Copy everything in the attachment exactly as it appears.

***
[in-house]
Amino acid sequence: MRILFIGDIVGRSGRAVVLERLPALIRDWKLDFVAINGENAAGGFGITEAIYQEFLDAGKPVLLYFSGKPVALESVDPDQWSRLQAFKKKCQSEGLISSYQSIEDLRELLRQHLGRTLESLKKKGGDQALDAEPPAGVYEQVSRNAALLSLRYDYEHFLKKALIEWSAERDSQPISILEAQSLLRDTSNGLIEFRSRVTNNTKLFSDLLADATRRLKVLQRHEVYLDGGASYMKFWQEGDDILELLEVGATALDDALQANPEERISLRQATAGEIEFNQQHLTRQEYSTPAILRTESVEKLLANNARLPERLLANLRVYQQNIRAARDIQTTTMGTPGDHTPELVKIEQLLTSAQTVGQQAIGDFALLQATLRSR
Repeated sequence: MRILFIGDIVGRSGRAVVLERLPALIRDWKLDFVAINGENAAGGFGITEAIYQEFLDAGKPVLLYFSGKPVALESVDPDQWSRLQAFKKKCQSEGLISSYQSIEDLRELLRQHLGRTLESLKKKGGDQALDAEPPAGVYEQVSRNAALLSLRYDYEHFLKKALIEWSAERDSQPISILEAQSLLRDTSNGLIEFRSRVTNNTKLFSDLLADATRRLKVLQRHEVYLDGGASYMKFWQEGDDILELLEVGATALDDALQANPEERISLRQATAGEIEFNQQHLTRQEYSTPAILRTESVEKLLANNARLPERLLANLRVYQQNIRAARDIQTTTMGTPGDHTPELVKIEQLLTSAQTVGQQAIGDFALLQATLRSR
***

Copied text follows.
[in-house]
Amino acid sequence: MRILFIGDIVGRSGRAVVLERLPALIRDWKLDFVAINGENAAGGFGITEAIYQEFLDAGKPVLLYFSGKPVALESVDPDQWSRLQAFKKKCQSEGLISSYQSIEDLRELLRQHLGRTLESLKKKGGDQALDAEPPAGVYEQVSRNAALLSLRYDYEHFLKKALIEWSAERDSQPISILEAQSLLRDTSNGLIEFRSRVTNNTKLFSDLLADATRRLKVLQRHEVYLDGGASYMKFWQEGDDILELLEVGATALDDALQANPEERISLRQATAGEIEFNQQHLTRQEYSTPAILRTESVEKLLANNARLPERLLANLRVYQQNIRAARDIQTTTMGTPGDHTPELVKIEQLLTSAQTVGQQAIGDFALLQATLRSR
Repeated sequence: MRILFIGDIVGRSGRAVVLERLPALIRDWKLDFVAINGENAAGGFGITEAIYQEFLDAGKPVLLYFSGKPVALESVDPDQWSRLQAFKKKCQSEGLISSYQSIEDLRELLRQHLGRTLESLKKKGGDQALDAEPPAGVYEQVSRNAALLSLRYDYEHFLKKALIEWSAERDSQPISILEAQSLLRDTSNGLIEFRSRVTNNTKLFSDLLADATRRLKVLQRHEVYLDGGASYMKFWQEGDDILELLEVGATALDDALQANPEERISLRQATAGEIEFNQQHLTRQEYSTPAILRTESVEKLLANNARLPERLLANLRVYQQNIRAARDIQTTTMGTPGDHTPELVKIEQLLTSAQTVGQQAIGDFALLQATLRSR